Rain Catchment Systems
Drinking water is most commonly collected from streams - where people also bathe, do laundry, and water their animals; this water is almost entirely contaminated with a variety of water borne disease (including cholera), and is unlikely to be filtered or treated before consumption. This process is overwhelmingly carried out by children, who often walk 2-4 hours each day simply to collect water for their families.
A vast improvement is rain water harvesting, where rain water is collected into community cisterns throughout the rainy season (and whenever it rains). Rain water collected into cisterns is much more likely to be filtered or treated, and the more rain catchment systems that are in place, the less community members have to rely on collecting contaminated water from streams. This also greatly improves water access - which means children do not have to spend nearly as much time walking long distances to collect water.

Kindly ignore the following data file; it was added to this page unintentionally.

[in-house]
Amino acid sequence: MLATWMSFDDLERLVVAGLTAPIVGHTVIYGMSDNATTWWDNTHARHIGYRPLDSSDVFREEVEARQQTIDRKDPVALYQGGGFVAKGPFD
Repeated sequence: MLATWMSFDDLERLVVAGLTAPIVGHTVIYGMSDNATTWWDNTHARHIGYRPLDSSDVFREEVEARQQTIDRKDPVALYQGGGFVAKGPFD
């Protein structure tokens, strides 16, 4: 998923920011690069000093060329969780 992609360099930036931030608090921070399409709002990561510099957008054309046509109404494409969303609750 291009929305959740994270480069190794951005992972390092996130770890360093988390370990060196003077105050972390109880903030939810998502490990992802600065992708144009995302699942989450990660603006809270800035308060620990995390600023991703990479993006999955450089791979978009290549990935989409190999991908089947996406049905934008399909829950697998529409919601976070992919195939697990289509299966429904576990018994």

The problem with harvesting rain water in Pays Pourri and Marozeau, is that the few catchment systems already in place were inefficiently designed and built, and are in extreme disrepair. Fortunately, through a program sponsored by MINUSTAH (the UN stabilization mission to Haiti), a few community leaders have learned how to build highly efficient and durable rain catchment systems that can be built throughout each mountain community. Unfortunately, further funding Through MINUSTAH is essentially unavailable to build more of these systems - an invaluable part of improved access to clean drinking water in the area.
We have already secured funding to build one rain catchment system during our May '15 trip. Local leaders have also assembled a list of locations to build more systems that would benefit the most people; our goal is to fund at least two more systems to be built in the area this summer. This is where we need your help! Each system costs $1200 to build; this is a complicated process, far from where materials are procured. Everything must be hauled deep into the mountains via mules, and all construction is done by hand using basic tools.
Old Run Down Systems:
New Improved Systems